Neurologists and neurosurgeons experience different types and lengths of training, according to Life NPH, a support portal for people with a brain disorder called Normal Pressure Hydrocephalus, or NPH. Both specialties train together up to a point and work in overlapping fields, but they perform very different specific job roles.
Neurosurgeons and neurologists follow the same general collegiate and medical educational path, but in the years following medical school, their training diverges. Neurosurgeons go through one year of general surgery training after medical school, followed by five or six years of intensive training devoted to neurosurgery, explains Columbia Neurosurgical Associates. Neurosurgeons may also pursue fellowship training after residency. Neurosurgery programs are among the most competitive medical residencies to get into, with only about 100 to 200 residency positions available each year. Neurosurgeons perform invasive surgical procedures to resolve disorders afflicting the brain, nervous system and related anatomy.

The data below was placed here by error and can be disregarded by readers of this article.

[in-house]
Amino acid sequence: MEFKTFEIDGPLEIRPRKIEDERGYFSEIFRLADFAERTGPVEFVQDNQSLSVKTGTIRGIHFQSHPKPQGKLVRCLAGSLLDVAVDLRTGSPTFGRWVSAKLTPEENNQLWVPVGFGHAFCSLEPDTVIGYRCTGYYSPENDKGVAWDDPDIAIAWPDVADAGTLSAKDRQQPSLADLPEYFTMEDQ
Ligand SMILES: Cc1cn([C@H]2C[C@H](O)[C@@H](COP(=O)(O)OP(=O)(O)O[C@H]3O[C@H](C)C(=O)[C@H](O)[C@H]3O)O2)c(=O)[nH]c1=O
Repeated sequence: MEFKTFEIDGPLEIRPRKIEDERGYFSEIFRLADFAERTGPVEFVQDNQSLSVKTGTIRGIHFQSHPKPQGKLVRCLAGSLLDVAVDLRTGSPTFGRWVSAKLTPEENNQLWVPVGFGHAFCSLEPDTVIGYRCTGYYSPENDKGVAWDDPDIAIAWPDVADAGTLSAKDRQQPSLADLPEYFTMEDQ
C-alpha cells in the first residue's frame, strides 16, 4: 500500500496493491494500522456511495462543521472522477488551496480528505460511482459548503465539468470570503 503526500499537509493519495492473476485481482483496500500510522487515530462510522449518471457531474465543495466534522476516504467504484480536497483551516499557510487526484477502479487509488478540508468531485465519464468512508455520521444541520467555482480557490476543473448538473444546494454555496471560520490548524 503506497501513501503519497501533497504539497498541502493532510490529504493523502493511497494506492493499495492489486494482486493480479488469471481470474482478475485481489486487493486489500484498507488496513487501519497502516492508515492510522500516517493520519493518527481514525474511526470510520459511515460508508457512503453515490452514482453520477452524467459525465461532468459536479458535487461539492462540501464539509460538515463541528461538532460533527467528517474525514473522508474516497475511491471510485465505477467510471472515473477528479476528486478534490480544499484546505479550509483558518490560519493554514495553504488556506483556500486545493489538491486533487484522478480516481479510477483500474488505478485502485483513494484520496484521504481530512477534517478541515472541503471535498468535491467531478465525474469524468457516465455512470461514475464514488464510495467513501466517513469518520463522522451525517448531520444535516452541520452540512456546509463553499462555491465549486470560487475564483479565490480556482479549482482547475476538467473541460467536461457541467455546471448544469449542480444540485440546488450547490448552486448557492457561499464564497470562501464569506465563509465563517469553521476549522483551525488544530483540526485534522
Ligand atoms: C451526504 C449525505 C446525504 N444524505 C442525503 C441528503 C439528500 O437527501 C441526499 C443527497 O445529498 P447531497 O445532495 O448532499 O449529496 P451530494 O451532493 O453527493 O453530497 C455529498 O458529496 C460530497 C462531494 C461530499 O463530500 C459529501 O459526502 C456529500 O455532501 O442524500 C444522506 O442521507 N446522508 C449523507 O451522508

Neurologists also treat disorders affecting the brain and related anatomy, but they do not perform surgery, Life NPH reports. A neurology patient may see a neurologist as a routine physician, receiving regular neurology exams and maintenance care from that doctor. Neurologists may choose to refer patients to neurosurgeons if a medical issue requires surgical intervention. After college, medical school, and the first, or intern, year of residency, neurologists complete three years of training in neurology. Neurologists may further specialize after this training period.